• The Ezra and 2 Chronicles passages only speak of rebuilding the Temple and not the restoration of the city of Jerusalem
  • If Rabbi Troki was correct, the fulfillment of this passage and the Messiah’s appearance should have happened around 63 BCE/BC. Do you know what happened in 63 BCE? Roman Emperor Pompey was conquering Judah! I don’t think the rabbi was calling Pompey the Messiah … do you? (Troki, Faith Strengtened, 200-205)

NOW YOU SHOULD BE ASKING YOURSELF ABOUT NOW … WHY WAS THIS RABBI TROKI SO DESPERATE TO HOLD ON TO THE 63 BCE DATE?

GOOD QUESTION! The idea of a week in Daniel 9 has always been understood in the Jewish and Christian world, especially in relationship to prophesy, as seven years. Therefore, 69 weeks (or 483 years) from the 536 BCE Cyrus decree, would have us ending up at 63 BCE for “Messiah the Prince” or “anointed leader” as the JPS translates it to appear. However, nothing happened in this period except Roman oppression. Is there another option aside from just disregarding this prophecy as mere allegory? Explore Messiah…? thinks there is…

The other and better option is to consider this fulfillment as beginning with the order from King Artaxerxes’ to rebuild the walls of Jerusalem which happened in c. 445/444 BCE (see also Nehemiah 2:4-5). Based on this dating for verse 25, one sees the actual fulfillment coming to fruition in 29/30 CE – or around the date a certain Jewish carpenter from Nazareth rode through Jerusalem streets on a white donkey (Zechariah 9:9; Matthew  21:4, 5 – BTW, this is another prophecy we could discuss at CAFÉ Kehillah if you want).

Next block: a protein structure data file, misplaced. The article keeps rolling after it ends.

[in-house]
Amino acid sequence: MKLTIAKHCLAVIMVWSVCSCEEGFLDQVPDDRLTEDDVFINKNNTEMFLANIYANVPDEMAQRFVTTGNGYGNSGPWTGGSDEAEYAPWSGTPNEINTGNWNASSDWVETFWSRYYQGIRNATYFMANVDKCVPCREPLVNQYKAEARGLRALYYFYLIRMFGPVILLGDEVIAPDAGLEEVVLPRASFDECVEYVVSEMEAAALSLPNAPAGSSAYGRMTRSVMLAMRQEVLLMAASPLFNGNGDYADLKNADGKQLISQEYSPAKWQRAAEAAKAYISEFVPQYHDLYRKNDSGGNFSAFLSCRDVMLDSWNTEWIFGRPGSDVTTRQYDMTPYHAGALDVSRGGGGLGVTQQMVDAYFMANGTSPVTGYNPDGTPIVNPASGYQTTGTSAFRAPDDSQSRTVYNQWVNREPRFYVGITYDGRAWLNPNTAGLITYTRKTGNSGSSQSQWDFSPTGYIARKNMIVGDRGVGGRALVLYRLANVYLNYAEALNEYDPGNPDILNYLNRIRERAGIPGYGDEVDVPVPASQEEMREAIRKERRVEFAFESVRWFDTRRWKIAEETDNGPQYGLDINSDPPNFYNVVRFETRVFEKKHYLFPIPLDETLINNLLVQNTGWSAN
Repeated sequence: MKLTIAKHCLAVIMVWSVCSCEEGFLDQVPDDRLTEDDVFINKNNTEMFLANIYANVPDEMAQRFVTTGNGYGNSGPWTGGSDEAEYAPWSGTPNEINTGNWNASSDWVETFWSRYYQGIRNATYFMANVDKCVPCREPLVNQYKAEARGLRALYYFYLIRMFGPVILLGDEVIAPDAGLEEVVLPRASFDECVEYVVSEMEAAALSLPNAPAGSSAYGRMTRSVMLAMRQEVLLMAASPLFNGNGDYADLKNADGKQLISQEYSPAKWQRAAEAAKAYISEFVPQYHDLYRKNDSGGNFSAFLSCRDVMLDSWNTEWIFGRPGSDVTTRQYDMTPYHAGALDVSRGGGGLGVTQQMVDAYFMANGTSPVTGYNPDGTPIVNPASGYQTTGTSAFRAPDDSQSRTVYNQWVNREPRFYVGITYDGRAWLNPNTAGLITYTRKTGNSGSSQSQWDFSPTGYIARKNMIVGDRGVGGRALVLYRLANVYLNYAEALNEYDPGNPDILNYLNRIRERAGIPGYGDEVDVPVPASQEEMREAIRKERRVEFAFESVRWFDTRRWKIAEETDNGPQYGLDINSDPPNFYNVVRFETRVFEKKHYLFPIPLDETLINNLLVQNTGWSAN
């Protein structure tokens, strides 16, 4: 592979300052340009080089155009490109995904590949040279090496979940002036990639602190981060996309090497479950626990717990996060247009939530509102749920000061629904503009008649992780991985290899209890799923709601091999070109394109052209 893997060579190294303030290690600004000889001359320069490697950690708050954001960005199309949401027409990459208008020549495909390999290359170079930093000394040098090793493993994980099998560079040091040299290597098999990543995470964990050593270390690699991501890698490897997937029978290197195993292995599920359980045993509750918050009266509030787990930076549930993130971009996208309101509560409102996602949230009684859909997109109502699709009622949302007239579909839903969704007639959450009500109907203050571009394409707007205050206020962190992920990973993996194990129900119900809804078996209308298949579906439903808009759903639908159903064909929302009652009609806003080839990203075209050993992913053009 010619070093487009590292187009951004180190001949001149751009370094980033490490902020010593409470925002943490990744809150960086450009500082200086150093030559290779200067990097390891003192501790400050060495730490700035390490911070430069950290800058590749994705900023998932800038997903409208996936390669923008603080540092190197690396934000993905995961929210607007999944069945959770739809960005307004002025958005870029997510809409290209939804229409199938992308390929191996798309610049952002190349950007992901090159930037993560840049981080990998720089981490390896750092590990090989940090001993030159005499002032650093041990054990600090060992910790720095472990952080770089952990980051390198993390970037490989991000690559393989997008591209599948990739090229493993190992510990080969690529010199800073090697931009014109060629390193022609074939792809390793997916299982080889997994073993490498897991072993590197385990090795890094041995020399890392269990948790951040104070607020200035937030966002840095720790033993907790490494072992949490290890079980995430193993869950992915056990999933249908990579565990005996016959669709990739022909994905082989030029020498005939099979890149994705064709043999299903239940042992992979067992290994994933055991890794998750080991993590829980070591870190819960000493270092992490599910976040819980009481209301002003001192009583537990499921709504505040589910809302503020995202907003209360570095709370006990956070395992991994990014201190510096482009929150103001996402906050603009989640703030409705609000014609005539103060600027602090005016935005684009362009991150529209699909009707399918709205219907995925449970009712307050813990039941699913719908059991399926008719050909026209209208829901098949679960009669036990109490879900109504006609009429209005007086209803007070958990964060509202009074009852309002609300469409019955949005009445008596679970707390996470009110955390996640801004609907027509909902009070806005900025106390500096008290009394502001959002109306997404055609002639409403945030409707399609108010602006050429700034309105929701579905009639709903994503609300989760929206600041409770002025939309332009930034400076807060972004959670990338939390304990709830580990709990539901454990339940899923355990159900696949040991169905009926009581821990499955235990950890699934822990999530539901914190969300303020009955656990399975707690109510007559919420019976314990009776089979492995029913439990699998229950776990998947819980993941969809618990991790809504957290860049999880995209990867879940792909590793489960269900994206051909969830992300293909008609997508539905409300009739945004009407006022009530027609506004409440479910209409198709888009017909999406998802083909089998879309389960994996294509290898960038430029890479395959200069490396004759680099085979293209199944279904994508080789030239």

I recognize that all these dates are confusing … almost like real-life dating! However, let’s quickly simplify it before we move on to another issue. When one analyzes the dates of 536 vs. 445 and 63 BCE and 29 CE, one has to realize that we are considering two different calendars – Hebrew and Julian/Modern. The Hebrew calendar has 354 days (and added an extra month probably around the 4th century) while the Julian calendar has 365/366. Therefore, one needs to multiply the number of days (354) by 483 and then divide by 365 to see all that is happening in Daniel 9.

However, and while Explore Messiah…? believes that Jesus makes infinitely more logical sense in answering the WHEN? Question. It is the relative avoidance of Daniel 9 by anti-missionaries and the silence in the synagogues that should make you ask – WHY? Now, I think you know. So, now let’s go to the second prophecy which answers the HOW? Messianic Question…

Psalm 22 – The How (Read It All)

“Jakov” was an Israeli Jewish believer and we were having lunch together at a typical NYC diner. He was sharing with me how he came to faith in Messiah Jesus. It was a fascinating story; however, it was his explanation of Psalm 22 that most grabbed my attention over that fried egg sandwich lunch.